|Views like this: the reason to have benches along forest trails. Saint Edward State Park. Lainey Piland photo|
Do you ever look back on certain moments and reflect that they went by way too fast, and that your memory of them is already hazy even a short while afterward? That often happens to me after I finish a hike; where I'm back at the car in the parking lot, throwing my sweaty backpack onto the back seat and marveling at how quickly the time and the miles flew past. Mentally reviewing the hike on my way home, I try to solidify the details in my memory before they're forgotten in the fog, crowded out by more immediate and urgent thoughts as I leave the peace of the forest and enter back into the busy-ness of daily life.
In a paper I wrote for a college class - and which happens to be the first post on this blog - I commented on the benches situated along the trails at Saint Edward State Park, and how silly it seemed to have them placed on a trail in the middle of the forest. I now understand though, that those benches aren't necessarily for resting and catching your breath. They're for sitting and observing, watching, listening... forcing yourself to stop for a moment and just take in all of the nature surrounding you. This forest isn't just a place to pass through; it is a place to dwell in.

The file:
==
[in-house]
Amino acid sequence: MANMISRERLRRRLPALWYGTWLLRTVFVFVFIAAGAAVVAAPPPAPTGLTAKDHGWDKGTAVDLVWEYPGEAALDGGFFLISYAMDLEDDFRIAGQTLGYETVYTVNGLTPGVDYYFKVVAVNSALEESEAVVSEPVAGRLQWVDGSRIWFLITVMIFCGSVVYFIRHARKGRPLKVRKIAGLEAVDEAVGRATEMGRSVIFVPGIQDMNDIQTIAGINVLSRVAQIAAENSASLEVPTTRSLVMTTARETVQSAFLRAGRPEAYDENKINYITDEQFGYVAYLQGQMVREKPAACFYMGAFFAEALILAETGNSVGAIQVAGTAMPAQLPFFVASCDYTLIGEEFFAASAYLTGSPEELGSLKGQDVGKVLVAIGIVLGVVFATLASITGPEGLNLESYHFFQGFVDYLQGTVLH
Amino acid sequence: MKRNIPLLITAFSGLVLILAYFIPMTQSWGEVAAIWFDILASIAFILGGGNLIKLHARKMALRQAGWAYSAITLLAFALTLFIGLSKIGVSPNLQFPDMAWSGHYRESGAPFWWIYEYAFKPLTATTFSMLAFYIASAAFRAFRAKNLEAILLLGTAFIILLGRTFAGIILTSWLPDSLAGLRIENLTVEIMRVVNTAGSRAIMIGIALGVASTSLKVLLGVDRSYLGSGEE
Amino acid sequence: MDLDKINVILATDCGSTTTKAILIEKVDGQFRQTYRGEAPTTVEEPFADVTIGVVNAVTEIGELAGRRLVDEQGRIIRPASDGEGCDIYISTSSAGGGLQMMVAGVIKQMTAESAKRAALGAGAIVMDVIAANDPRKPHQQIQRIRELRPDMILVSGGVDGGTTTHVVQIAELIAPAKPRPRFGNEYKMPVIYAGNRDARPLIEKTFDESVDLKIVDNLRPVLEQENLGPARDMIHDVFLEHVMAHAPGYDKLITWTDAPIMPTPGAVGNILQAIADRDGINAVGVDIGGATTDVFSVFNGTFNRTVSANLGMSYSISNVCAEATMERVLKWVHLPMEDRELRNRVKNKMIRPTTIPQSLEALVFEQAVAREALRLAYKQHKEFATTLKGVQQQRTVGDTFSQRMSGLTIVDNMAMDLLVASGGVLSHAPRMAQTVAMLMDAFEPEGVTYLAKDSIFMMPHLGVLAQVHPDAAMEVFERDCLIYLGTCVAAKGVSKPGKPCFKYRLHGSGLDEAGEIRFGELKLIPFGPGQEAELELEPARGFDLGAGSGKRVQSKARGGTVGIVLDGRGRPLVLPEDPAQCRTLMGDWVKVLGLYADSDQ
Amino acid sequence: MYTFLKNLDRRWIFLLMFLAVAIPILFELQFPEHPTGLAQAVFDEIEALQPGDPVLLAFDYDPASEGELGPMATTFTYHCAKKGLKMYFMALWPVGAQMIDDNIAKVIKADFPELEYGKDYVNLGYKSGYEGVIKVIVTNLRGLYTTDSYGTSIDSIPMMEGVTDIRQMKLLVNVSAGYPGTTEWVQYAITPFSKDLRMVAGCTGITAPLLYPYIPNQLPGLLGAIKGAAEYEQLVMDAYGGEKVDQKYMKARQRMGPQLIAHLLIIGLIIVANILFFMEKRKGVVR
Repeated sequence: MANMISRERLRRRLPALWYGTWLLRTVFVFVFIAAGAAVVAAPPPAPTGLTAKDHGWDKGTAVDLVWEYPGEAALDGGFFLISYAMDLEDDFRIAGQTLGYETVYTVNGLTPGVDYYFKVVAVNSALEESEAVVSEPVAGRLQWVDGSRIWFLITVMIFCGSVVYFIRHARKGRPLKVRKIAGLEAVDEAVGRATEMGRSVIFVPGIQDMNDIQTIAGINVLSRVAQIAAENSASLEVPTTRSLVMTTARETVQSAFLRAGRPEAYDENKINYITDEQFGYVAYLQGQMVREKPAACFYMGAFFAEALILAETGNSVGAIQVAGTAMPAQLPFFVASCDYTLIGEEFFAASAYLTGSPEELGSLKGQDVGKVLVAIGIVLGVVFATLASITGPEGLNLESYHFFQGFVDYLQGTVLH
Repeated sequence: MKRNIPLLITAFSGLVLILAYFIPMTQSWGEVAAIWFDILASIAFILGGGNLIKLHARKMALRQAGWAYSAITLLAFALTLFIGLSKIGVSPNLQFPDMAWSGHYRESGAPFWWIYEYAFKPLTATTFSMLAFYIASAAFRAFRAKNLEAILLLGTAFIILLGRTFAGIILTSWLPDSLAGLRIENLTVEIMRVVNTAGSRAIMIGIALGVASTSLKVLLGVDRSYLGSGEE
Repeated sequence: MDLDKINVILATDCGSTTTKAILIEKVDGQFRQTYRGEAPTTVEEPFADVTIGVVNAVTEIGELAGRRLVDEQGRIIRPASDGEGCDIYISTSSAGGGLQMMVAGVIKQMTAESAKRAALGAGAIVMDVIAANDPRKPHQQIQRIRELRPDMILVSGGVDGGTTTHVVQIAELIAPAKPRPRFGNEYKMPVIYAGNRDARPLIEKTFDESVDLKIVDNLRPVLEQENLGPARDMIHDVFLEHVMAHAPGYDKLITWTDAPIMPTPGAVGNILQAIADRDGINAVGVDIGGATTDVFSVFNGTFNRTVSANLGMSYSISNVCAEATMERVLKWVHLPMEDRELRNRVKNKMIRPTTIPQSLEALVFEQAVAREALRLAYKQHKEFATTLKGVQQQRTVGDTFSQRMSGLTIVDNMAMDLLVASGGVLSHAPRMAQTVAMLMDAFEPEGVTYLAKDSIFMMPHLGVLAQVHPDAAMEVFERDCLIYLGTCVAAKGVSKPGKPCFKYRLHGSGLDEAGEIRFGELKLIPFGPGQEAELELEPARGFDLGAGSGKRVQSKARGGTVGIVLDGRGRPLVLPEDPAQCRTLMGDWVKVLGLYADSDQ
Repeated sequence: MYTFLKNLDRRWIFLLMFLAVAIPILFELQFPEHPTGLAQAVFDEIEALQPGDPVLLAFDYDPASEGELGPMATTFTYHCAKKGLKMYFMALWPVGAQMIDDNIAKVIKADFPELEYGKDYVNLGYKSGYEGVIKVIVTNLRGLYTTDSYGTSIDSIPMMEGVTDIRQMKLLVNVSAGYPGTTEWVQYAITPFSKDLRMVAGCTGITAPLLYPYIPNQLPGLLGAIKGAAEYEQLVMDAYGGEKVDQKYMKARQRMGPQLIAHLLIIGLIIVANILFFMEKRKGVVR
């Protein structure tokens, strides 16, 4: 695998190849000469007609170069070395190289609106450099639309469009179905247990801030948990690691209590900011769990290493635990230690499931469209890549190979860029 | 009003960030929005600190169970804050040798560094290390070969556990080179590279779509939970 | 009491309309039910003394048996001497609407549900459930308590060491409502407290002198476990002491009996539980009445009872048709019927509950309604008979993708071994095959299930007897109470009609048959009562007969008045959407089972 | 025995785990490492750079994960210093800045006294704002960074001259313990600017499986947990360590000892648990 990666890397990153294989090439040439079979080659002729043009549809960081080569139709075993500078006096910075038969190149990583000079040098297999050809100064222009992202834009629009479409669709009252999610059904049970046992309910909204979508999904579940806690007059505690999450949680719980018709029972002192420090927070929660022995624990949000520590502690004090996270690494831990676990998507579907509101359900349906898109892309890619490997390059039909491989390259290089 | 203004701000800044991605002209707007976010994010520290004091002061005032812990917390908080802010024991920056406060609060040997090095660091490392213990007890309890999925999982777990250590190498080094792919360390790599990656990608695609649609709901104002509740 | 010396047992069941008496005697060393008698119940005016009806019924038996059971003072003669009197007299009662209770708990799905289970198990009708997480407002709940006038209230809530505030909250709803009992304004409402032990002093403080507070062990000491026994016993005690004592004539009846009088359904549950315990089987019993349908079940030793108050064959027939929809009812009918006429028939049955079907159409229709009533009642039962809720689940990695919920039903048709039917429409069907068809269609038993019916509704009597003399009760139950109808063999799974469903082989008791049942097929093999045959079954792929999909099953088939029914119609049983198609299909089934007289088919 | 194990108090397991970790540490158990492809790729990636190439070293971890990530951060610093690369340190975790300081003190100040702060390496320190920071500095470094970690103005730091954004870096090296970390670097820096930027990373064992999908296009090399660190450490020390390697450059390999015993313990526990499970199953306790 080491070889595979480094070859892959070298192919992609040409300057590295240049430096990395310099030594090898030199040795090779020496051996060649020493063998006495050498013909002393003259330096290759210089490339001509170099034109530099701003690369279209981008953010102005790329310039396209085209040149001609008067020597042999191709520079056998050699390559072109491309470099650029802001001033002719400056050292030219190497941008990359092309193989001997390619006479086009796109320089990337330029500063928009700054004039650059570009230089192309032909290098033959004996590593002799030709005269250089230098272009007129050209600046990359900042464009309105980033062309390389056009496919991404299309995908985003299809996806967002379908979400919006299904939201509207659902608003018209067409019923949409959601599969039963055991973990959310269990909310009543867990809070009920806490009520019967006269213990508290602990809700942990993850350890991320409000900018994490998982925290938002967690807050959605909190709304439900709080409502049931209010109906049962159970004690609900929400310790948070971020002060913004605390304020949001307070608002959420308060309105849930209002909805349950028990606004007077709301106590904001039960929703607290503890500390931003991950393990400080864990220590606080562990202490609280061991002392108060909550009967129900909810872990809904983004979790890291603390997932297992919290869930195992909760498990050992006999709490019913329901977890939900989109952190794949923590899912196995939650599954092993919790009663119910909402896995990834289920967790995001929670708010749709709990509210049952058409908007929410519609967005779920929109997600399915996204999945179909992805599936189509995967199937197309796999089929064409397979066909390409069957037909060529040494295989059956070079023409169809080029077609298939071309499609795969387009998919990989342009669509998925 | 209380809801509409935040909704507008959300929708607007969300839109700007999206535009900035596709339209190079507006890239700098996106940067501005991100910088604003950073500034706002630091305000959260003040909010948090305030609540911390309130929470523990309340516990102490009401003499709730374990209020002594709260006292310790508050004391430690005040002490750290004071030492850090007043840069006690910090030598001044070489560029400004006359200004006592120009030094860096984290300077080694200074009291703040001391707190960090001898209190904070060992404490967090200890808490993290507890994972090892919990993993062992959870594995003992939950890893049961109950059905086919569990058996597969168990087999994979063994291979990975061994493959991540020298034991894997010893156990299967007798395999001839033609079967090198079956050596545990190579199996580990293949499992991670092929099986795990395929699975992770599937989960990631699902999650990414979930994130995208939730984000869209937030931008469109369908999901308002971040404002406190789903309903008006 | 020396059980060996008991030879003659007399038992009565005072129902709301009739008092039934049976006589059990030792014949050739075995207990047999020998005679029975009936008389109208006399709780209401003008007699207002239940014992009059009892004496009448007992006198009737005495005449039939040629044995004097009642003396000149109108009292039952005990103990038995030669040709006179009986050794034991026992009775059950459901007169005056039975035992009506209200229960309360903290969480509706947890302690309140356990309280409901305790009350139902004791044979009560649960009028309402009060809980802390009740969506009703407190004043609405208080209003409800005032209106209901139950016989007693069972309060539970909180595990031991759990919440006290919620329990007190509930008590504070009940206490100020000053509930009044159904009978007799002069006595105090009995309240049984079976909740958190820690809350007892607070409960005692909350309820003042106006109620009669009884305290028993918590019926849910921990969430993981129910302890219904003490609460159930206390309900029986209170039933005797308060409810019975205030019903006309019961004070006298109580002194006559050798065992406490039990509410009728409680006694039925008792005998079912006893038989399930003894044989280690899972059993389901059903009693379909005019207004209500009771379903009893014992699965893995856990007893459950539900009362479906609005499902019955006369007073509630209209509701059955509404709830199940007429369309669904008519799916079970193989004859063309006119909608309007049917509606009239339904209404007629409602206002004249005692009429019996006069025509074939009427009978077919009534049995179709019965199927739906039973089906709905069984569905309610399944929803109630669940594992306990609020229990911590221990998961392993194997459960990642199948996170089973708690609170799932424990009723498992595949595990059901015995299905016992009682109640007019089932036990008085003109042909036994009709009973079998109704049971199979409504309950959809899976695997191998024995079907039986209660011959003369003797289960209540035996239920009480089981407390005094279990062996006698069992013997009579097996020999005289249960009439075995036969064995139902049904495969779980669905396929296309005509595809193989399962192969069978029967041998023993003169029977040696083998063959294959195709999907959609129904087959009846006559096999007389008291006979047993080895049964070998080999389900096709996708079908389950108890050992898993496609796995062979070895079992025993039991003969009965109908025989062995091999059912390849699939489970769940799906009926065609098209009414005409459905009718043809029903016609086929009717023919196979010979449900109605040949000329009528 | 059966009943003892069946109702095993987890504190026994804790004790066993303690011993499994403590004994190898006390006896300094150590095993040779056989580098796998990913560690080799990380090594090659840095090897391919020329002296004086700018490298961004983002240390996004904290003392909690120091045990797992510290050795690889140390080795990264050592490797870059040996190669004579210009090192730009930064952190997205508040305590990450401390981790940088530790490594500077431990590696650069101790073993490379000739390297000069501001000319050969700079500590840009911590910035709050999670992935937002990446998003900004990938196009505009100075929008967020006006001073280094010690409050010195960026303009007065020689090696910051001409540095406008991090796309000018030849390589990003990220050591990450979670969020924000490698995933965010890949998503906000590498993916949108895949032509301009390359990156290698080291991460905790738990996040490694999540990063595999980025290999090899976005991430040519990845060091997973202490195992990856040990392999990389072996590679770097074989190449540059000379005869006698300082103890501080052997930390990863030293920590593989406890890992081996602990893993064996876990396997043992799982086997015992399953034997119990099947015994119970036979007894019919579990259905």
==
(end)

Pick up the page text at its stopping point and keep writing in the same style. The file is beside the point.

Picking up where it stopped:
A few weeks back, my husband and I swung by Saint Edward for a quick hike, and on our trek up the South Canyon trail, we came upon a bench I'd passed by many times before. I decided to try sitting on it this time. I brushed the dust from the seat and sat, and my husband joined me there. For a few moments, I took in the sweeping views of large Doug fir, maple, and cedar trees crowding on the hillsides, leaning over the ravine in which we sat. I listened to a chorus of birds singing in the boughs overhead, and identified a robin and chickadee among the voices. I felt the heaviness of the sweet humid air pressing on me, passing thickly in and out of my lungs. The forest became so much more alive as I sat there and observed without the distraction of putting one foot in front of the other as I heaved myself up the trail. And then approaching footsteps and human voices snapped me back into hurry-up mode. I jumped to my feet as though the bench had bit me, and we continued up the trail. Self-consciously, I didn't want the other hikers to catch me sitting there on the bench, thinking that I needed to take a break or anything.
And this very long-winded musing of mine is just to say... take a look at the film below. It was shot at Horsetail Falls in Oregon, along the Columbia Gorge. Not only does it include soothing sounds of hissing waterfalls, burbling streams, and singing birds, but this 30-minute long video explores every possible view of the falls and surrounding area. This is what I would imagine it to be like, to sit on one of those benches for a good long time and really soak in the details of each mossy tree trunk, warbling birdsong and glistening drop of water.
Film by Semi:Free Creative on YouTube
I hope someday to have the time and patience to live this film in real life, so that my nature experiences and hikes are remembered vividly in my mind long after leaving the forest.